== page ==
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L.A. Wants To Make Our Precious Cell Towers Safe In A Big Earthquake

An ugly but crucial palm tree cell tower (Photo by atricksmercy via the LAist Featured Photos pool on Flickr)
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The last time a major earthquake hit Los Angeles was in 1994 when landlines were still in style. Right now cell phone towers are required built to be strong enough that they won't fall over and kill us in an earthquake, which is great. But now Los Angeles is working on making sure that our cell phone towers will actually function after the Big One hits. Because wouldn't it be nice to be able to call your mom and tell her you're alive?

The 7.9 earthquake in Sichuan—which left 88,000 dead—also disabled 2,000 cellphone towers and left the city in even more chaos for weeks. Those towers in China are built to the same kinds of standards as our own. So today the City Council took a big step toward passing a law that would do something about this, according to the Los Angeles Times.

The new law will require new freestanding cellphone towers—including those ugly "palm trees" that aren't fooling anyone—to be built to the same strict seismic standards of public facilities. It isn't expected to cost much more—an extra 10% to 20%.

City officials are calling it an important first step, though it does have some pretty big limitations. All those cell phone towers you see right now won't be required to be retrofitted. That's because retrofitting them would cost just as much as putting up completely new towers. And cell phone towers that are attached to buildings, which in themselves might not be up to stricter codes, especially if they're older, won't be required to meet the new standards. Right now in Los Angeles, 60% of towers are attached to buildings.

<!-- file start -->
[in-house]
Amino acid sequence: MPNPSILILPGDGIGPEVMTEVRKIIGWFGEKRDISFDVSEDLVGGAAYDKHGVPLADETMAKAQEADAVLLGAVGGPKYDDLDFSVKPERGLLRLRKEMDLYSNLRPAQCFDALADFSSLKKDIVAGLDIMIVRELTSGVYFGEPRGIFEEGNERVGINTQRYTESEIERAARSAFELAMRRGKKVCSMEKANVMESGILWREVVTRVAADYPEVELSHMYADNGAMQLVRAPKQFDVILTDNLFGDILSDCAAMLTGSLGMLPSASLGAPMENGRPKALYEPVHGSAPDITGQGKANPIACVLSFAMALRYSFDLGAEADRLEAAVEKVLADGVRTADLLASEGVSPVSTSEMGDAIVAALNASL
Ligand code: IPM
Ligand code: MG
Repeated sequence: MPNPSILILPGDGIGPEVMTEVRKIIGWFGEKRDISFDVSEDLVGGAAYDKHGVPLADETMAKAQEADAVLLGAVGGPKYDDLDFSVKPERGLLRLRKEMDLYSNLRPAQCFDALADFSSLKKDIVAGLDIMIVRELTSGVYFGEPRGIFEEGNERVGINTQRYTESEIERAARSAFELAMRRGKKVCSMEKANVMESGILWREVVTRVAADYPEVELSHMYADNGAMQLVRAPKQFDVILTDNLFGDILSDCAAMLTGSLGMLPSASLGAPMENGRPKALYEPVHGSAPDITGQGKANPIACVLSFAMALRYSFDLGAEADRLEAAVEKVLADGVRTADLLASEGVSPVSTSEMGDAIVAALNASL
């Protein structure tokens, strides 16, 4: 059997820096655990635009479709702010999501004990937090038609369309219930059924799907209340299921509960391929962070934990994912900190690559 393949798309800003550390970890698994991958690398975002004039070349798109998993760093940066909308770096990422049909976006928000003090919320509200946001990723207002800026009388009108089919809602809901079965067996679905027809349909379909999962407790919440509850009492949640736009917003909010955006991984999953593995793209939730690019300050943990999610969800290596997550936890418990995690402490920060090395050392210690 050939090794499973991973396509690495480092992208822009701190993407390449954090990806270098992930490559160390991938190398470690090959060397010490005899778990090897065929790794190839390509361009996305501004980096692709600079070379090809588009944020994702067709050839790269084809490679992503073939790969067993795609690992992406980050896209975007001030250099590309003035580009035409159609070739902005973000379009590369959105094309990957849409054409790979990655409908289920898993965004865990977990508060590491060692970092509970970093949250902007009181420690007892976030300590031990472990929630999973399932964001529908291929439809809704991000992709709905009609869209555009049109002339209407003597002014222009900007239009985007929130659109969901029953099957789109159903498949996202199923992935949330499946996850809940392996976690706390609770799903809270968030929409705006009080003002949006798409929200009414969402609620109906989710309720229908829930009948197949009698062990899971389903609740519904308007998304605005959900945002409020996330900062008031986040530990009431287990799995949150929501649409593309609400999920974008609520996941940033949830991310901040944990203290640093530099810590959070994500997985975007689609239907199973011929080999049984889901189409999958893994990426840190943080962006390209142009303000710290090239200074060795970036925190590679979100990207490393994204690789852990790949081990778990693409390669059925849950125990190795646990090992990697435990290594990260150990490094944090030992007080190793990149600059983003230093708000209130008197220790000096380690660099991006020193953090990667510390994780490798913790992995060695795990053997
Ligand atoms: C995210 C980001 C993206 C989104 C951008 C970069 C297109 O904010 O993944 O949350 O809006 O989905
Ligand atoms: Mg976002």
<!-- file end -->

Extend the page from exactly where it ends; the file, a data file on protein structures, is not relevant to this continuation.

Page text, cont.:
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Councilman Bob Blumenfield, who sponsored the legislation proposed by the mayor, says even this small step could make a big difference: even a fraction of cell towers left standing will come in handy during a time of need.

The new law has the blessing of Lucy Jones, a U.S. Geological Survey seismologist, who has advised Mayor Eric Garcetti in the past. She told the Times, "We're not trying to solve all the problems. We are trying to reduce the problems ... so that we reduce the chances we’re going to damage the economy."

Los Angeles is the first city in the nation to enact strict cell phone tower standards. Jones said, "This is really sort of a first time that, looking forward, we said the government’s role goes beyond just saving lives, and has a role in making sure that our economy is up and functioning after a disaster."

The ordinance was approved by the city council 11-0 but it requires one more vote plus the mayor's John Hancock, according to City News Service.